The design of WWF draws you into playing more and more games in parallel.  Once you start a game with anyone, it will suggest you as an opponent to other friends.  And it seems rude to decline, especially when invited by someone you are fond of but haven’t seen in a while.  After each game, it asks both parties if you’d like a rematch.  If you don’t say, “OK, one more,” your opponent probably will.  It seems impolite not to–especially if you just won.  And pretty soon one game at a time becomes four or five.  A single move can take less than a minute.  Or you could pore over it for longer than you realize (‘I know there’s a seven-letter word in these letters!’)

I confess that I can get intense about the game.  It’s funny because I don’t care if I win at other computer games I play like MMOs or puzzle games.  But I guess I take pride in my skill with words more than other things, and I take the game too seriously.  I don’t mind if my opponent makes a spectacular move–bravo for them!  But if I accidentally leave a triple word score open when I didn’t mean to, I’m genuinely angry with myself.  When I’m focusing on a WWF move, I’m seriously concentrating.  It brings out a competitive side of me that I don’t like.

Fitting WWF into my life worked better when I was playing fewer games. And it worked better when I decided I would only make moves at the start and end of the day.  But then I’m waiting for a meeting to start and folks are late… OK, I’ll make a WWF move. But wait, now the meeting is finally started and I’m still thinking about words ending in u again.  You’ve heard this story before, haven’t you?  This story was weaving its way through my life.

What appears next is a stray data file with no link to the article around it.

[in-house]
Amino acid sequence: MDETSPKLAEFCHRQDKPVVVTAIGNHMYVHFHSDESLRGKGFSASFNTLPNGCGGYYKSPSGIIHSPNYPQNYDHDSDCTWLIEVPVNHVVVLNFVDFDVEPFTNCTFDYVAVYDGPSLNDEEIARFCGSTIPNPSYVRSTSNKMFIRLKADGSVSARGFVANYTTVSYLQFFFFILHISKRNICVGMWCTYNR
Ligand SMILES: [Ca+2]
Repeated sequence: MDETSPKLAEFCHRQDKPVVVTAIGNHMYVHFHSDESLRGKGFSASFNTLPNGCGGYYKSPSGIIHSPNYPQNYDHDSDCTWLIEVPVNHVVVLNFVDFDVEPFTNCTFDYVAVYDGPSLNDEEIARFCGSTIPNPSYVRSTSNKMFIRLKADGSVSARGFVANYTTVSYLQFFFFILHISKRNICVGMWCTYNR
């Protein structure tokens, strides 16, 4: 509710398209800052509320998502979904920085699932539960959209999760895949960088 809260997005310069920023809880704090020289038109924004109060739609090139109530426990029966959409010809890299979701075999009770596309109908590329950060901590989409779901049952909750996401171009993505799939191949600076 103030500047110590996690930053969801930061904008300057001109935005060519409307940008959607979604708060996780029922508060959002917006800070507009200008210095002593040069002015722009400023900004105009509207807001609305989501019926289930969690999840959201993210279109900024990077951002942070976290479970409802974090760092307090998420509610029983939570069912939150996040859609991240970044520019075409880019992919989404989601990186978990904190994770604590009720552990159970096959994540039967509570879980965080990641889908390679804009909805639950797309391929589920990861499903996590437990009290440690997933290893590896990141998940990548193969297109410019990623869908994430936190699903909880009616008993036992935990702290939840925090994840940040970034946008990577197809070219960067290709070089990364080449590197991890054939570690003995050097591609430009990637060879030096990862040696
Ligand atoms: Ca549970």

I’m definitely never playing Farmville again.  I’m not sure about Words With Friends. The challenge for all of us is to understand how the technologies we use affect the daily rhythms of our lives. And to make mindful choices.


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  1. April 11, 2013 at 11:06 pm

    I understand *exactly* what you mean.

    We have a program-integrating course, mixing students who are at different stages of our education and last year’s theme for the course was “procrastination” (and studying habits and distractions and technostress). I wrote a blog post about the course and the theme at the time:

    I followed that blog post up with some reflections about my personal relationship to procrastination and my own (work) habits – sort of like you do above:

    Finally, a year ago, me and a colleague applied for some money (a pittance) to analyze the materials that our students generated in the program-integrating course. Our project is called “supporting students’ studying habits in the age of procrastination”:

    In the beginning of this year we collected some new material from the neighboring computer science undergrad education and we now have almost 700 (uniform and compulsory) answers to a survey about procrastination, to another survey about media habits and procrastination as well as close to 1000 one- or two-page more open-ended essays by students. We can also correlate this material with actual outcomes, i.e. if students who have problems with procrastination (say watching boxed tv series or wasting inordinate amounts of time on Facebook) have problems passing their courses, or passing specific courses etc.